In the U.K. our state pension is protected by what is referred to as the triple lock. The triple lock guarantees that every year the state pension rises by the highest of inflation, wage growth or 2.5%. Well, that’s the theory. Despite pensioner poverty increasing under the current Conservative and Unionist UK government, Boris Johnson’s treasury team are planning to break the triple lock and their manifesto promise to pensioners and cut the planned increase in pensions to below the rate of inflation.
Analysis from the House of Commons library, using Organisation for Economic Co-operation and Development (OECD) data, has revealed UK pensions are the least generous of every country in north west Europe. UK pensioners receive around a quarter (28%) of the average working wage when they retire – lower than all thirteen neighbouring countries, including Ireland (36%), Switzerland (44%), Norway (52%), Germany (52%), Sweden (53%), Finland (64%), Belgium (66%), Iceland (70%), Denmark (71%), France (74%), Netherlands (80%), Austria (90%) and Luxembourg (90%). And as a result, combined with a decade of Tory austerity cuts, pensioner poverty has risen further under the present Conservative and Unionist Government. We only need to look at the shabby treatment of the WASPI women to see just how little consideration is given to pensioners in the UK.
The UK government’s own Households Below Average Income (HBAI) statistics show that UK pensioner poverty levels are on the rise, with 2.1million pensioners (18%) living in poverty after housing costs – an increase of 200,000 on 2018/19, and a 15 year high.
If we can’t look after those who have worked and contributed to our society for the majority of their lives, then what future are we all looking forward to? The only way to keep pensioners safe from Tory cuts is for Scotland to become an independent country with the full powers needed to protect and improve the incomes of our pensioners.
In my opinion the possibility of running a humane Basic Income pilot without the buy in of the DWP and HMRC does not exist.
I hear claims that pilots are going ahead outside Scotland and this has been used by some to criticise the Scots government by implying that they could run pilots without the buy in of Westminster, but they just choose not to.
I can’t see that.
If we are to avoid treating the participants like laboratory rats, then we need to ensure that any transition into and out of a Basic Income pilot is fair and does not expose the participants to additional uncertainties.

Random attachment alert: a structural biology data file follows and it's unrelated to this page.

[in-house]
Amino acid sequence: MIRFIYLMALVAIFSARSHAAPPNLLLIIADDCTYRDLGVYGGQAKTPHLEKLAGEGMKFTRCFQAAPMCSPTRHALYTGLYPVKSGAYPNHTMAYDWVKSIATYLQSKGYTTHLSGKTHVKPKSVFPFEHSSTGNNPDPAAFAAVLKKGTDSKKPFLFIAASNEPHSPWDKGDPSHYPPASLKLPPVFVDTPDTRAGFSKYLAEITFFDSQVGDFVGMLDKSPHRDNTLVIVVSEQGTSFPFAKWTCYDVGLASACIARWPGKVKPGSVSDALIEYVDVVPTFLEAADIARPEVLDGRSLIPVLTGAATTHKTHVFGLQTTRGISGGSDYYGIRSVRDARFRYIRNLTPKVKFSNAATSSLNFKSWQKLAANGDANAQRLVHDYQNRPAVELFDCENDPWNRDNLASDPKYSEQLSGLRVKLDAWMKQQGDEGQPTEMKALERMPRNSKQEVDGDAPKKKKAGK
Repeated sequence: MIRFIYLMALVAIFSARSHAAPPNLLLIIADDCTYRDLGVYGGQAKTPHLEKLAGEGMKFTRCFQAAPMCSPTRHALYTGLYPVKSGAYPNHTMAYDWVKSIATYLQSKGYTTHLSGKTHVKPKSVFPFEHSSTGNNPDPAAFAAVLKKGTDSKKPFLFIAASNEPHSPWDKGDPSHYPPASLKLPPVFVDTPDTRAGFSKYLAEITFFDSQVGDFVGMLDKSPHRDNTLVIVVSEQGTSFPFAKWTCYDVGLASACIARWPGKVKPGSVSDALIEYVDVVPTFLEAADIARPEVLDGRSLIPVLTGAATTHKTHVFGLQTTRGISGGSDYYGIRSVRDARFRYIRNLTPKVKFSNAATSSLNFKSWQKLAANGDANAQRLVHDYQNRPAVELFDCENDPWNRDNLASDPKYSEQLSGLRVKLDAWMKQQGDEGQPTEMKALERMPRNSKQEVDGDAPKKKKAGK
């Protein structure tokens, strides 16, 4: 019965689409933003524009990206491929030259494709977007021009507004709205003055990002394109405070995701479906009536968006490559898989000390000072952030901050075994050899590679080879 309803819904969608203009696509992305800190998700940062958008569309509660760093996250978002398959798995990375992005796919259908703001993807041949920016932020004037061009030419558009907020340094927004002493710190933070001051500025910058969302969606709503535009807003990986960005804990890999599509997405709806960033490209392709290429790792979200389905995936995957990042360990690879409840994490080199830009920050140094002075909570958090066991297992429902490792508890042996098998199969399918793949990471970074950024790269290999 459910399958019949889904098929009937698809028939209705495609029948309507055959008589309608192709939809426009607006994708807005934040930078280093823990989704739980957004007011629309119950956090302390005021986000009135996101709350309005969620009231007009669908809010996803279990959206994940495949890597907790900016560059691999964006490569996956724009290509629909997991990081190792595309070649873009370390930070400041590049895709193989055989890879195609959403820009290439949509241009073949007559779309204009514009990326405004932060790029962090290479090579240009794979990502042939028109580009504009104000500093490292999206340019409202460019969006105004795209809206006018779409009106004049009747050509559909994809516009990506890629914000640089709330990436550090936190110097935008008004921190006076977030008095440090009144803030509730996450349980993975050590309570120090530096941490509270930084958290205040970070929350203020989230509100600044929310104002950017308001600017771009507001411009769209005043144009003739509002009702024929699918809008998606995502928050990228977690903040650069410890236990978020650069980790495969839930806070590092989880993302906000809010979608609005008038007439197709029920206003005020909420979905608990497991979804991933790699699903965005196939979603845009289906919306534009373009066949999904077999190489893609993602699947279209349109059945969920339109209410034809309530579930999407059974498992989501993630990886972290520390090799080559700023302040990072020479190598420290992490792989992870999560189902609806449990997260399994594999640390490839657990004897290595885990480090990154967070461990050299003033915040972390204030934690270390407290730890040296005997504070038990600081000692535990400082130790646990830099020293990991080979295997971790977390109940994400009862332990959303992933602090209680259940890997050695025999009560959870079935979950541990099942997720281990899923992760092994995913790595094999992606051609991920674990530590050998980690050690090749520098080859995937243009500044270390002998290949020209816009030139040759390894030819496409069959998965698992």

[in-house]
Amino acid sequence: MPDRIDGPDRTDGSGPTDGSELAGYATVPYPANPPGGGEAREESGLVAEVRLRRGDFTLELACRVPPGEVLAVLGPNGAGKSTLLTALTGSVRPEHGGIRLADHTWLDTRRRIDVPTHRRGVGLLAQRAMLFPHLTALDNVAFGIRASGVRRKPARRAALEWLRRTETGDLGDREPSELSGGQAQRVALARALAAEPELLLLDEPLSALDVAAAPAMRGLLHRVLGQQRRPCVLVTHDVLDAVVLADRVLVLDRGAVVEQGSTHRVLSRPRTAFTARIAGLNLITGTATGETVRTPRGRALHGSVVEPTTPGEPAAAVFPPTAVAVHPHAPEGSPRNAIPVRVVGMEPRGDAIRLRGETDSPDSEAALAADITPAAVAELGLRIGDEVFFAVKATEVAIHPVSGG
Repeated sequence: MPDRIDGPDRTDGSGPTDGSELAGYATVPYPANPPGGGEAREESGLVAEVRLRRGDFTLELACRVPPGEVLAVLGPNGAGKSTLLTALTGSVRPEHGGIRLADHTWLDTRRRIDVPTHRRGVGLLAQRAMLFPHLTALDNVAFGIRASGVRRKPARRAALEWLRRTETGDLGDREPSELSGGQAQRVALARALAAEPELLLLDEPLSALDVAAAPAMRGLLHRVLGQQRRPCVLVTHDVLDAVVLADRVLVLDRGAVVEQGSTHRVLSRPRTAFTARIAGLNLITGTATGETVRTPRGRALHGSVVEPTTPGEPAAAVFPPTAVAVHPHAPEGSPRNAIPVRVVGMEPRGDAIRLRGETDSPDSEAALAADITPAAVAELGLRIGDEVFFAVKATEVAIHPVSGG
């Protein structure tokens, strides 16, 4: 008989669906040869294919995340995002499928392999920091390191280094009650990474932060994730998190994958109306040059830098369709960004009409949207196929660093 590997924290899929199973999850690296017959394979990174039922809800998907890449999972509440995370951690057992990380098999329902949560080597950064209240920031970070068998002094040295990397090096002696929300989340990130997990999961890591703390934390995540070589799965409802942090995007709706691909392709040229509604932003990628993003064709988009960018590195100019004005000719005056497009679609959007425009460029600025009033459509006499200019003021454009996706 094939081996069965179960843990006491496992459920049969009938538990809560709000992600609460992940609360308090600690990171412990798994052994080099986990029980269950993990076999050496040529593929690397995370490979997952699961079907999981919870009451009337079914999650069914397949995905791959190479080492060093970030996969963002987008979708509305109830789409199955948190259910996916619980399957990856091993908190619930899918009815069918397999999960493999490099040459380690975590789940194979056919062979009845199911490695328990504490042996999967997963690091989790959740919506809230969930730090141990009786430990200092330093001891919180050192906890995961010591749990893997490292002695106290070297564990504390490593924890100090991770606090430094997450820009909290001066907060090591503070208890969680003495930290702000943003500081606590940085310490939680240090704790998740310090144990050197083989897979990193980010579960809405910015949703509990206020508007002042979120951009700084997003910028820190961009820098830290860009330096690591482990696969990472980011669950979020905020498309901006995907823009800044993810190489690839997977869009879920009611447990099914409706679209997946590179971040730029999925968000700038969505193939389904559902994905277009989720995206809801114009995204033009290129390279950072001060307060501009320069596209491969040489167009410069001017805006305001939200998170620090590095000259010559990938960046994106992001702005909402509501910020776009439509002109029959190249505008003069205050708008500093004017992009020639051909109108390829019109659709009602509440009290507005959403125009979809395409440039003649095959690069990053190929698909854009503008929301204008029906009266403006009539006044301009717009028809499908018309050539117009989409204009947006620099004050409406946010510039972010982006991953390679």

The current welfare system has many flaws which result in unnecessary stress being placed on the people relying on it. Recurring re-evaluations like PIP and ESA add to the enduring feeling that recipients can be punished financially. We can’t add to that by asking people to participate in a pilot project which results in them being asked by the DWP to attend interviews under threat of sanctions for the duration of the programme. And we can’t have them investigated by HMRC because they have received an income for two years that HMRC don’t recognise and can’t compute. To do this would be to add to the pressures that we are actively seeking to reduce. This is not meant as a criticism of the staff of these departments but the instructions must come from the heart of the UK government to recognise Basic Income pilot schemes so the staff are empowered to work with them constructively.
If the UK government are so sure that Basic Income is a bad idea then I want them to prove it and if they are right, any properly run and evaluated pilot scheme would prove that. Then we can all pack up and go home. I shall be proven wrong and the call for Basic Income will subside.
But they won’t because they know that a pilot scheme will underpin our belief that it is a humane, appropriate and affordable policy. And currently Westminster does not specialise is evidence based policies. Rather they choose to use their instinct over their intellect. And their instinct says that the best way for them to maintain and even increase the poverty gap between those with and those without is to support the status quo. After all, if your aim is to rule over people and you live in a world that suits you, that returns you to power on a regular basis, that maintains your position of privilege, why would you want to change it?
The evidence from all previous Basic Income projects and similar schemes clearly says that people are not work shy and lazy, that people’s mental and physical health improves , that women are empowered, that children do better at school and that Basic Income gives people choices and doesn’t punish them for seeking further education or employment. It frees them to make life choices that suit them at different stages of life. It gives them the power to turn down zero hours contracts and the minimum wage. But all of this evidence is ignored and at a time when we are emerging from a pandemic and many people’s working practices could change, we actually have Tory MPs suggesting that working from home should mean people are paid less. I only offer that as one example of the mindset of those in power at Westminster. At a time when we should be offering a platform to grow from and a safety net for life, the UK government is looking for ways to reduce working income, which is mind boggling stupid. Don’t they realise that means people pay less tax and have less to spend in their local economies? This creates a knock on effect and entire communities will suffer. Driving wages down has the opposite effect from Basic Income.
This is just the typical behaviour of this Conservative and Unionist government, they walk the walk pretending to be something they aren’t, like competent or caring. But then they open their mouths, and the truth comes out.